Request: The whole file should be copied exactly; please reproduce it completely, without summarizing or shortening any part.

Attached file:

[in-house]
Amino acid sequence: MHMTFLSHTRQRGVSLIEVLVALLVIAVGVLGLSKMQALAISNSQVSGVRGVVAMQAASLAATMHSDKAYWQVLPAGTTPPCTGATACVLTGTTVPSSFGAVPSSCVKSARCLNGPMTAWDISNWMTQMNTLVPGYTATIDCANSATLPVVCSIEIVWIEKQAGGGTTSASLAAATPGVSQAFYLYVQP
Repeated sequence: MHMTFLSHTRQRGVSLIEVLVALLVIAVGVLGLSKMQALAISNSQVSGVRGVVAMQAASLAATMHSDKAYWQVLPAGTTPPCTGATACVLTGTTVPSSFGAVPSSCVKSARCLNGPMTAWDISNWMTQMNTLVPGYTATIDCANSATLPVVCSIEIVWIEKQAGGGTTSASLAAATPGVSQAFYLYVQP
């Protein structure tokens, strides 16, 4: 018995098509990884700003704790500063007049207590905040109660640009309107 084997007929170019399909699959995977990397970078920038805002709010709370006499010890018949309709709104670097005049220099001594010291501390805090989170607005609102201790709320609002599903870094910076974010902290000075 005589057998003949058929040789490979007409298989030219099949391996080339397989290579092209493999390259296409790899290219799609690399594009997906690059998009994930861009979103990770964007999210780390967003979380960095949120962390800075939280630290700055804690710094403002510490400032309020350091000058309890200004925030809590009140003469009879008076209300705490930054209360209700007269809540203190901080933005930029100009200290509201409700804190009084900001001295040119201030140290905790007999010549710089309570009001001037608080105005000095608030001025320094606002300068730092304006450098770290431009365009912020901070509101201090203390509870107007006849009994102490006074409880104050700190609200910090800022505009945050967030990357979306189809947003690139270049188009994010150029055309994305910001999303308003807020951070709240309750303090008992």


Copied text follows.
[in-house]
Amino acid sequence: MHMTFLSHTRQRGVSLIEVLVALLVIAVGVLGLSKMQALAISNSQVSGVRGVVAMQAASLAATMHSDKAYWQVLPAGTTPPCTGATACVLTGTTVPSSFGAVPSSCVKSARCLNGPMTAWDISNWMTQMNTLVPGYTATIDCANSATLPVVCSIEIVWIEKQAGGGTTSASLAAATPGVSQAFYLYVQP
Repeated sequence: MHMTFLSHTRQRGVSLIEVLVALLVIAVGVLGLSKMQALAISNSQVSGVRGVVAMQAASLAATMHSDKAYWQVLPAGTTPPCTGATACVLTGTTVPSSFGAVPSSCVKSARCLNGPMTAWDISNWMTQMNTLVPGYTATIDCANSATLPVVCSIEIVWIEKQAGGGTTSASLAAATPGVSQAFYLYVQP
């Protein structure tokens, strides 16, 4: 018995098509990884700003704790500063007049207590905040109660640009309107 084997007929170019399909699959995977990397970078920038805002709010709370006499010890018949309709709104670097005049220099001594010291501390805090989170607005609102201790709320609002599903870094910076974010902290000075 005589057998003949058929040789490979007409298989030219099949391996080339397989290579092209493999390259296409790899290219799609690399594009997906690059998009994930861009979103990770964007999210780390967003979380960095949120962390800075939280630290700055804690710094403002510490400032309020350091000058309890200004925030809590009140003469009879008076209300705490930054209360209700007269809540203190901080933005930029100009200290509201409700804190009084900001001295040119201030140290905790007999010549710089309570009001001037608080105005000095608030001025320094606002300068730092304006450098770290431009365009912020901070509101201090203390509870107007006849009994102490006074409880104050700190609200910090800022505009945050967030990357979306189809947003690139270049188009994010150029055309994305910001999303308003807020951070709240309750303090008992």